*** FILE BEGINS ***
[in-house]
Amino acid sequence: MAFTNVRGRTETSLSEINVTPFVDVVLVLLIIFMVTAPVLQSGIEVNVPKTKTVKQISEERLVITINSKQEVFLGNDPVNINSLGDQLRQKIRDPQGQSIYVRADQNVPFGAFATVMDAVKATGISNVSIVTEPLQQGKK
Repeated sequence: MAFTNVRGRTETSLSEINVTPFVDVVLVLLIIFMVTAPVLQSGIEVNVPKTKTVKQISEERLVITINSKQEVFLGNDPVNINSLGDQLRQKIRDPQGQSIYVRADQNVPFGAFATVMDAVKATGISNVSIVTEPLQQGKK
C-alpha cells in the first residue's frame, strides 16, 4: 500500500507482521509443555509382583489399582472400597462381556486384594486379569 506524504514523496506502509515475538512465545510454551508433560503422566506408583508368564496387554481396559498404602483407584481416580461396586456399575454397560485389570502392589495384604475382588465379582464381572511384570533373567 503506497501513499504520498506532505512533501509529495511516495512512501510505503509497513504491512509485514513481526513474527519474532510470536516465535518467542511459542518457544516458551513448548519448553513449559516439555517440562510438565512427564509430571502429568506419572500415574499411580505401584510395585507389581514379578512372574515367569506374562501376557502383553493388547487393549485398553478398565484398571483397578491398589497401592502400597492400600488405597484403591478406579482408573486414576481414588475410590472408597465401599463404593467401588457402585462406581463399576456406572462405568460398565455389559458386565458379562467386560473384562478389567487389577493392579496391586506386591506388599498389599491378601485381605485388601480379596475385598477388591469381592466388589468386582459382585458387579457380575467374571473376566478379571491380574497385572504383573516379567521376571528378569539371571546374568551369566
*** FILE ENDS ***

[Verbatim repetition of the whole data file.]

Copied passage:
[in-house]
Amino acid sequence: MAFTNVRGRTETSLSEINVTPFVDVVLVLLIIFMVTAPVLQSGIEVNVPKTKTVKQISEERLVITINSKQEVFLGNDPVNINSLGDQLRQKIRDPQGQSIYVRADQNVPFGAFATVMDAVKATGISNVSIVTEPLQQGKK
Repeated sequence: MAFTNVRGRTETSLSEINVTPFVDVVLVLLIIFMVTAPVLQSGIEVNVPKTKTVKQISEERLVITINSKQEVFLGNDPVNINSLGDQLRQKIRDPQGQSIYVRADQNVPFGAFATVMDAVKATGISNVSIVTEPLQQGKK
C-alpha cells in the first residue's frame, strides 16, 4: 500500500507482521509443555509382583489399582472400597462381556486384594486379569 506524504514523496506502509515475538512465545510454551508433560503422566506408583508368564496387554481396559498404602483407584481416580461396586456399575454397560485389570502392589495384604475382588465379582464381572511384570533373567 503506497501513499504520498506532505512533501509529495511516495512512501510505503509497513504491512509485514513481526513474527519474532510470536516465535518467542511459542518457544516458551513448548519448553513449559516439555517440562510438565512427564509430571502429568506419572500415574499411580505401584510395585507389581514379578512372574515367569506374562501376557502383553493388547487393549485398553478398565484398571483397578491398589497401592502400597492400600488405597484403591478406579482408573486414576481414588475410590472408597465401599463404593467401588457402585462406581463399576456406572462405568460398565455389559458386565458379562467386560473384562478389567487389577493392579496391586506386591506388599498389599491378601485381605485388601480379596475385598477388591469381592466388589468386582459382585458387579457380575467374571473376566478379571491380574497385572504383573516379567521376571528378569539371571546374568551369566